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PSYCHIATRIC TRAINING IN UNIVERSITY CENTERS A Questionnaire Study of Residents. University of Michigan Hospital—The Neuropsychiatric Institute
Am J Psychiatry 1954;111:123-131.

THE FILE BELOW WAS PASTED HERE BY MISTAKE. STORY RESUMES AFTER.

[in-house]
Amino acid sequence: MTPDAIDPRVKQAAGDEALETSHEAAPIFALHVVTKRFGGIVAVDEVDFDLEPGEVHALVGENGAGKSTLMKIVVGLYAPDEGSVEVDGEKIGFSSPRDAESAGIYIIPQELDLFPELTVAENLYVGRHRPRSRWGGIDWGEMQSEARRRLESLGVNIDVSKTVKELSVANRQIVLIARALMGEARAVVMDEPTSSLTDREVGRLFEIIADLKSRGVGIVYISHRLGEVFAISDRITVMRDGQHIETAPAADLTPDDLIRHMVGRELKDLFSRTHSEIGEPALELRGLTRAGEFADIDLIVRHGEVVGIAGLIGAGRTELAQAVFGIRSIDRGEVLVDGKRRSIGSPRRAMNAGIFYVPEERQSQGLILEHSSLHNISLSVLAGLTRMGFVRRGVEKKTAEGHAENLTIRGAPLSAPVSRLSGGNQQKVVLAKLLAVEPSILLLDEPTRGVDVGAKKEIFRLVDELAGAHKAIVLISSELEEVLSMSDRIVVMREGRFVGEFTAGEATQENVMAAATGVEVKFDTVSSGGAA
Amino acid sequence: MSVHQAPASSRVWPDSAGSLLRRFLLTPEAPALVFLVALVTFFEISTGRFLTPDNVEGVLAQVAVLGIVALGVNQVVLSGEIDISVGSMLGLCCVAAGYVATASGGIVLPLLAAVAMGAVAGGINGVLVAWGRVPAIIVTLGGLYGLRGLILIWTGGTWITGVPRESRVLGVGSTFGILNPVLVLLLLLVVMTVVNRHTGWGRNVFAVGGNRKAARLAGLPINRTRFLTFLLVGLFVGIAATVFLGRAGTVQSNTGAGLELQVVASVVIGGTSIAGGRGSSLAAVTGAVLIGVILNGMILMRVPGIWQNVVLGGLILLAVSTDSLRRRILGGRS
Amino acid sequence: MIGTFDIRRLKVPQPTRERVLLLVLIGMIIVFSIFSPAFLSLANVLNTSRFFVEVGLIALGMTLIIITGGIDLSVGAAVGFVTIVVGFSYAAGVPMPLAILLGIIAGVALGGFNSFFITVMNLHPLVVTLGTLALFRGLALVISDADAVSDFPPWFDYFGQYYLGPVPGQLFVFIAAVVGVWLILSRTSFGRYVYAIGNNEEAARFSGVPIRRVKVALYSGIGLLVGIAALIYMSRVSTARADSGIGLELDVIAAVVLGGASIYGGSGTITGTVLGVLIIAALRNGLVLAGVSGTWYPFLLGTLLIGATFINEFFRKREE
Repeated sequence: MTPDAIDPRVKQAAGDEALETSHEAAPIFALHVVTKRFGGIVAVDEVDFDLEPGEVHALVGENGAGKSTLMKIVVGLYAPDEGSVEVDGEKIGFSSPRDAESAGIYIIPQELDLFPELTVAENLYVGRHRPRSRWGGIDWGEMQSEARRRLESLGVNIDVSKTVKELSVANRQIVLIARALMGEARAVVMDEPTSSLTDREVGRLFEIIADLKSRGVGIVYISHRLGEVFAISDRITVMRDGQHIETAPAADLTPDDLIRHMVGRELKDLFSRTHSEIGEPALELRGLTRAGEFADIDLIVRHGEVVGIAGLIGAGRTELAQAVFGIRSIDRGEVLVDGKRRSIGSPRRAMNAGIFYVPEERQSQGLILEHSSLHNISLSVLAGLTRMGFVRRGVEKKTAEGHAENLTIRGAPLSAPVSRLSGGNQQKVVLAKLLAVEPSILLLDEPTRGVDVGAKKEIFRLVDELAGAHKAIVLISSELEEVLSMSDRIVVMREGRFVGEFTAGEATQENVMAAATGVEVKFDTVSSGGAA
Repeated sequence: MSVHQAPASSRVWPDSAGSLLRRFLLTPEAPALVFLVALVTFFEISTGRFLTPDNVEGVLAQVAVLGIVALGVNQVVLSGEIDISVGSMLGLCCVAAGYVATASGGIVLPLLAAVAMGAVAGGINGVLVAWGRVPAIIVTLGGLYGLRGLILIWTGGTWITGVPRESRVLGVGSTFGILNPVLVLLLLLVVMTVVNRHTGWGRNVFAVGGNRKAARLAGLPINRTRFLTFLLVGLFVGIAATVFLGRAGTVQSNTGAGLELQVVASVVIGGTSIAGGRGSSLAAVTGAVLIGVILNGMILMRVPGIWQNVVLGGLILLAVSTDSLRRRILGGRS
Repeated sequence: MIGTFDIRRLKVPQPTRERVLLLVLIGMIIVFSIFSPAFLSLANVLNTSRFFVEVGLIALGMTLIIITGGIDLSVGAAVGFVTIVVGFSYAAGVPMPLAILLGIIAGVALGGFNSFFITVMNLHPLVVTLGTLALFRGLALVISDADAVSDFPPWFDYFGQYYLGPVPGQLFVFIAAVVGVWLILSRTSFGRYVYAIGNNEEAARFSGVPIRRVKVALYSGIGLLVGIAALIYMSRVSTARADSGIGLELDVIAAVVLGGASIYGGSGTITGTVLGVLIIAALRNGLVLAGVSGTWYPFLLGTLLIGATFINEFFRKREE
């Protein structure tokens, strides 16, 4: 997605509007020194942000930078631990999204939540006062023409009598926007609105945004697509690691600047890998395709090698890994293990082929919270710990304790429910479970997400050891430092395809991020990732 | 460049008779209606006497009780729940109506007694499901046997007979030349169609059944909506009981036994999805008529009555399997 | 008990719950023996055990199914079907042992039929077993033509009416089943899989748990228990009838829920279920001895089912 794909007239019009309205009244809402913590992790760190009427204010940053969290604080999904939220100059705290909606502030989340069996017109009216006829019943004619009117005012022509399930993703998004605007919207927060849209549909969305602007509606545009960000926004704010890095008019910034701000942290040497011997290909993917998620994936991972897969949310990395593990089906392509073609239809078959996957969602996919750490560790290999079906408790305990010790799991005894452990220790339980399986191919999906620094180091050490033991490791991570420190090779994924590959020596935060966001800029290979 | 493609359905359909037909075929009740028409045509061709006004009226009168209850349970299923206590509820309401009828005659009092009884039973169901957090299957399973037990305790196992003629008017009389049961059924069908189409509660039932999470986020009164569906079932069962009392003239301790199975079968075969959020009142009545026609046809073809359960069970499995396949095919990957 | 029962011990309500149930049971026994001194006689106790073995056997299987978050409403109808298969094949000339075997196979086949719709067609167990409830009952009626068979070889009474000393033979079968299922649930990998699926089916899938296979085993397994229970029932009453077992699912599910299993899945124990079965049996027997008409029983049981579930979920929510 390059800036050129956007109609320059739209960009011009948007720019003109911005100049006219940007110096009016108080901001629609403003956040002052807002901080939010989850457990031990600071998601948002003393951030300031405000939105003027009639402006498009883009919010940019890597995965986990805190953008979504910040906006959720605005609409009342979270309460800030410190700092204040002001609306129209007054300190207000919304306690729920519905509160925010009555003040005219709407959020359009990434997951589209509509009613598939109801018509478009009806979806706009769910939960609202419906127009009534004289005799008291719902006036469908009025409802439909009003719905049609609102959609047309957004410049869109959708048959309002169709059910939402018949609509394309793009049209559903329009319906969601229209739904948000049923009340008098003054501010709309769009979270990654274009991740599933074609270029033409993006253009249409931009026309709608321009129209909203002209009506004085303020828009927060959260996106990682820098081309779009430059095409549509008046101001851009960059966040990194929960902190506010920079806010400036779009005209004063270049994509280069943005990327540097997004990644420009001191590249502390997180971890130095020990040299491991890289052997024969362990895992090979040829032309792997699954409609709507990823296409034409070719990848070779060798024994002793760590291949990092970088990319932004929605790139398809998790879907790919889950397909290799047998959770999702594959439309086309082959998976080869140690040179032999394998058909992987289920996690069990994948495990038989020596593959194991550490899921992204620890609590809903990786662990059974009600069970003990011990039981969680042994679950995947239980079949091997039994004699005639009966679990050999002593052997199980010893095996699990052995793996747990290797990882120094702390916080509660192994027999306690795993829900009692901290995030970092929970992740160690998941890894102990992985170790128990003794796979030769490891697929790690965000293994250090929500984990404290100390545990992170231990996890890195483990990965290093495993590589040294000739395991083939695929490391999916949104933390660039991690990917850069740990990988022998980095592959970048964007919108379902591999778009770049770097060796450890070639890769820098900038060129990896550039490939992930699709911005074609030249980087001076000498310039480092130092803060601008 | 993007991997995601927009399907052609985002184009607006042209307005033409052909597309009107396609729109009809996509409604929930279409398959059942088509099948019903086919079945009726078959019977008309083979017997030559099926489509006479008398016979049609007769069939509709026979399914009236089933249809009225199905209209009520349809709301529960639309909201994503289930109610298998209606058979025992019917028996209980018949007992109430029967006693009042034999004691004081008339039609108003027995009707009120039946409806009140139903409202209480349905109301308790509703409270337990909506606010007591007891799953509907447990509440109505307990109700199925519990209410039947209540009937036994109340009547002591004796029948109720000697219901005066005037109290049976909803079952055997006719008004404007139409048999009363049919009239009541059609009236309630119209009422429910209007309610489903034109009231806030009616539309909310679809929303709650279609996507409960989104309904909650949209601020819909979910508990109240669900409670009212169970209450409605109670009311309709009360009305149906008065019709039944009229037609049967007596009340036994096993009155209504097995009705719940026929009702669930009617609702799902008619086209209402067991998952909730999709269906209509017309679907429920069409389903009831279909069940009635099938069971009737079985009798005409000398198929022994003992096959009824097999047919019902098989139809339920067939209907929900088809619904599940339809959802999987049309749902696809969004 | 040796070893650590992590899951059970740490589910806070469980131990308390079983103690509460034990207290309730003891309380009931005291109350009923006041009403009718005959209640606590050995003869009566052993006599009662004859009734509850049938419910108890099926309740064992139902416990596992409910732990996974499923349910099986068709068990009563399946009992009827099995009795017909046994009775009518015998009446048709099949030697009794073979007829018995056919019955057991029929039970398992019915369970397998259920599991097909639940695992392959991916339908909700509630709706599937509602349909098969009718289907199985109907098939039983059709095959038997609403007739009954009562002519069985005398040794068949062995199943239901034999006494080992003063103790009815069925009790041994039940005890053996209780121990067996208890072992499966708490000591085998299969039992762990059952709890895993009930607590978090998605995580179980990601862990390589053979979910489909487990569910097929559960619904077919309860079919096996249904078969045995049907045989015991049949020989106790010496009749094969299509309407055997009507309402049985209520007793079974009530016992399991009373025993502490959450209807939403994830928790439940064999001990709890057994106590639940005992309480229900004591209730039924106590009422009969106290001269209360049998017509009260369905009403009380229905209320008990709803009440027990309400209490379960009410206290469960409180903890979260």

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A questionnaire survey concerning the psychiatric resident and his training has been conducted among a majority (72%) of the residents in 14 major training centers. Of the 169 residents who replied almost all were in the first 3 years of training and had at least 1 year of training at the center from which they reported.From this survey it appears that the average resident at the time of the study (just before the Korean incident) was about 28 years of age, had been married for 5 years, and had 1 child; 1 in 8 was female. The resident earned approximately $275 per month, which he was likely to consider inadequate for meeting minimal needs. Only two-thirds of the residents received the bulk of their income from the training centers. The rest were, in one way or another, paid by the federal government. Only a few residents had extensive medical experience other than psychiatric training and almost none had extensive formal training in other fields.The average resident received about 10 hours per week of fairly direct instruction from his seniors. Half of this time was given individually or in small groups of fewer than 12. The resident considers that he needs 2 hours more weekly of such instruction. He considers his patient experience with children and adolescents to be less than adequate. Effort is made to teach him interview techniques, largely by post-mortem conference. He has a 50/50 chance of studying his senior staff's interview technique at first hand and is apt to be better pleased both with this phase of his training and with his seniors if this be the case. Among the auxiliary therapies with which he receives experience he is most apt to value highly group and play therapy. Of those he does not encounter he most wants group therapy and hypnotherapy. Among the training aids, he values most teaching seminars and visiting specialists, both of which he usually encounters. He most wants, if he does not receive it, experience with I-way screen, recording, and 3-way interviews, which all relate to interview technique training through a direct medium. He highly values state hospital experience, especially if he already has it, and wants 3 to 6 months of it.The orientation of most of the centers is described as Freudian or Neo-Freudian; however, the residents' own orientation is apt to be in this direction regardless of his center's orientation. Residents are apt to think they experience as integration or "over-the-hump" effect in their training, most often by the end of the first year. They ascribe it very largely to their own maturation.The average resident has mixed goals where work interest is concerned. Almost all want a combination of practice with teaching or research and almost none is interested purely in teaching or in research. The resident is apt to want more training than he will take now. Desire for analytic experience or "analysis" is the most frequently expressed reason for not taking more training now. Income is second.The large majority of residents are interested in analytic training or treatment. Currently only half feel they have opportunity for this, but 15% are already in analytic treatment or training; 30% have completed arrangements or are in the process of making arrangements. Financial considerations form the largest factor in frustrating the desire for analysis at this stage.Fewer than half the resident group express interest in doing research; however, 1 in 10 has published work, half of which is "psychic" and half "organic" in nature. Half the residents feel they have opportunity in their training for doing research. Residents are much more apt to be satisfied with their training when this is the case.As far as resident satisfaction with training is depicted in this study, the subjective factors correlating most highly with the total satisfaction score (of which they form a part) are: the resident's feeling of having been effectively oriented early in his training, his positive estimate of his teachers, his feeling of having an effectively coordinated program of training in a center having good liaison with the other medical services.Satisfaction with training, as measured here, is also apt to be highly correlated with opportunity for research, for state hospital experience, for satisfactory interview technique training, and for experience with group therapy. There is probably also a significant correlation between satisfaction and satisfied interest in analysis, though this can be outweighed by other factors in the total training program. Satisfaction with training does not appear to be correlated with income nor with opportunity for experience with training aids or associated disciplines.

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